By on July 15, 2012

As I’ve mentioned before, Colorado is a hotbed of recreational hearse activity. This means that today’s Junkyard Find— spotted at the Brain Melting Colorado Junkyard— might be able to find someone willing to brave the rust and get this super-rare hearse back among the living.
Pontiacs built between World War II and John Delorean can be a bit frumpy-looking, with cheap-out features such as a big chrome strip down the hood to hide the fact that GM didn’t want to pay to make hoods out of one piece of metal, but then you look more closely and see all the great Indian-head decorations.
Who doesn’t like an illuminated chrome hood ornament representing Chief Pontiac? Bad people, that’s who.
This hearse is very, very, very rough.
There’s no telling how long the right rear door has been sitting in the weeds, or how many seasons of snow have melted on the floors.
But still, imagine having this brute on the street, maybe complete with vintage coffin in the back.

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25 Comments on “Junkyard Find: 1948 Pontiac Hearse...”

  • avatar
    Ron B.

    The hood ornament pic must surely rate as one the greatest car pics ever? it reminds me of the photogrphy in the preWW2 flight magazines from Gt Britain.

  • avatar
    Volt 230

    I can’t believe no one has swiped that hood ornament, real piece of art work.

    • 0 avatar

      Same here. There’s a pretty good trade in classic hood ornaments at car shows. Usually these and chrome trim are gone either before or as soon as they arrive at a salvage/junk yard.

  • avatar

    Finally some respect.

  • avatar


    You didn’t happen to bring your SDM rig to that junkyard did you? One of these days I’m going to have to build a rig with a narrow stereo base so I can shoot closeups of hood ornaments.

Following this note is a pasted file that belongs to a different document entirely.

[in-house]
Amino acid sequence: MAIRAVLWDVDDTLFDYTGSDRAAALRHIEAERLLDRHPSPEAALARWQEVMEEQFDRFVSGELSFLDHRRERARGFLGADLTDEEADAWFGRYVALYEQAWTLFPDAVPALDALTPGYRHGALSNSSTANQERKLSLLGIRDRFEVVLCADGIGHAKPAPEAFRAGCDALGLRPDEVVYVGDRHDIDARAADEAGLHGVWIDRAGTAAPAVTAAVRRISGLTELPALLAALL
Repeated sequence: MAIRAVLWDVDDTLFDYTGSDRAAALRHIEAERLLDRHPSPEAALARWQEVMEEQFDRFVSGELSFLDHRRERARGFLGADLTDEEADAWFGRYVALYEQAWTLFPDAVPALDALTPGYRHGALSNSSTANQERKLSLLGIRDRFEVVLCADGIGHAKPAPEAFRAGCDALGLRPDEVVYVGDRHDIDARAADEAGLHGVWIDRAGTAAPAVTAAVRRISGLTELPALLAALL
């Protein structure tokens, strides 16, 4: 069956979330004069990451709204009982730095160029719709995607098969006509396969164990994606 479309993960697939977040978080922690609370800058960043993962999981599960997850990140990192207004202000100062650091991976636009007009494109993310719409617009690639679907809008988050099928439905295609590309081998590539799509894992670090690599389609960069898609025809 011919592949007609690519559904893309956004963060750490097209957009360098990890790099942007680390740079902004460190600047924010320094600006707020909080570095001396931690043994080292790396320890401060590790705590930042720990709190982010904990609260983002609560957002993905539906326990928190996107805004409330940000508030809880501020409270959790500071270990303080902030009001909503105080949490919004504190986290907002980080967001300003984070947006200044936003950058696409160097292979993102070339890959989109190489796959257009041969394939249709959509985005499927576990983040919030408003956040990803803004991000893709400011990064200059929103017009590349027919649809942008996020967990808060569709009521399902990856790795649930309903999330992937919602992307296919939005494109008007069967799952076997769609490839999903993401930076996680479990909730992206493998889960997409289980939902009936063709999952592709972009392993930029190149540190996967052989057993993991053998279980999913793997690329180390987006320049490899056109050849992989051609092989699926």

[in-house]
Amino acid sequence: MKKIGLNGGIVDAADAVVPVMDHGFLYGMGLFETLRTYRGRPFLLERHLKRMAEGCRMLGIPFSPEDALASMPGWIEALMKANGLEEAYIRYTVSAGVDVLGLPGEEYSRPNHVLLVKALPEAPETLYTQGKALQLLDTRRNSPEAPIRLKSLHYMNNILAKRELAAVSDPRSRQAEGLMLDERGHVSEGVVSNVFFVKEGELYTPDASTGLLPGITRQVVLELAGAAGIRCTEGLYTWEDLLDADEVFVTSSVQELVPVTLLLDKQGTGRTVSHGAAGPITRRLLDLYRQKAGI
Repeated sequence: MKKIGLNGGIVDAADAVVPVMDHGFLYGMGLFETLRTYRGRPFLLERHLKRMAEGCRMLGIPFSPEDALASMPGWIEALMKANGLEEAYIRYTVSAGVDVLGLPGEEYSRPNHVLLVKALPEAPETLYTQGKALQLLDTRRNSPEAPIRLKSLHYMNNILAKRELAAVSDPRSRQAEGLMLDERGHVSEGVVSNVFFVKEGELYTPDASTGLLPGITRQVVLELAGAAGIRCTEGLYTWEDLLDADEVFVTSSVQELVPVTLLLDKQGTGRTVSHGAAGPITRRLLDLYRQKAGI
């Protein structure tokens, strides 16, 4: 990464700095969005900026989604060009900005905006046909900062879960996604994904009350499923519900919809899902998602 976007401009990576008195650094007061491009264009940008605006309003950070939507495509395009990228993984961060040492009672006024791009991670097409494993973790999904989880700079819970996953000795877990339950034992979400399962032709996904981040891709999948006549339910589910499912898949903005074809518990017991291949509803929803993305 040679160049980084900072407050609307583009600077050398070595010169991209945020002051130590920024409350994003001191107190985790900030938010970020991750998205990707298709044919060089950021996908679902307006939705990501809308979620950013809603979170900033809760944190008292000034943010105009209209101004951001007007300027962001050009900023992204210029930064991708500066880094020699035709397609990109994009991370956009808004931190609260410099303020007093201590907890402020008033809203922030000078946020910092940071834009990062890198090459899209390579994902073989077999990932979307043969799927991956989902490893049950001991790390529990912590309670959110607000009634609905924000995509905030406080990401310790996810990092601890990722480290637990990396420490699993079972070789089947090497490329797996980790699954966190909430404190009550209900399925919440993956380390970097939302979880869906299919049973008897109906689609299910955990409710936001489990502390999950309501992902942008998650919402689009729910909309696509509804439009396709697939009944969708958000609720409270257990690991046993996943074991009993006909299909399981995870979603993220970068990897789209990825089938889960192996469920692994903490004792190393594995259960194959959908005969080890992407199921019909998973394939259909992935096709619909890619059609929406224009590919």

• avatar

    The proper term for bone-wagons isn’t “hearse”, it’s “service car”. BTW, this would have made a nice project at one point, but from the looks of it now, it’s too far gone.

  • avatar

    “with cheap-out features such as a big chrome strip down the hood to hide the fact that GM didn’t want to pay to make hoods out of one piece of metal”

    Then how do you explain all of the other GM cars from the era that did not have chrome strips running longitudinally down the hood? They were just a misguided styling cue from R.M. Critchfield’s days as Pontiac General Manager. Pete Estes, brought in by Bunkie Knudsen, was the guy that got rid of the strips.

  • avatar
    el scotto

    Do any of you remember when Pontiac had a “chief” high beam indicator? I’d swear some of my dad’s Pontiac’s had them.

  • avatar

    Neil Young (in)famously drove a ’48 or ’49 Poncho hearse named ‘Mort’ when he first came to New York and met Stephen Stills in the early sixties. Mort died somewhere in the middle of America on the trip back to Canada, and was immortalized in the song ‘Long May You Run.’ hmmmmm.

    • 0 avatar

      According to the sources that I’ve seen, the car memorialized in Long May You Run was a ’48 Buick Roadmaster based hearse.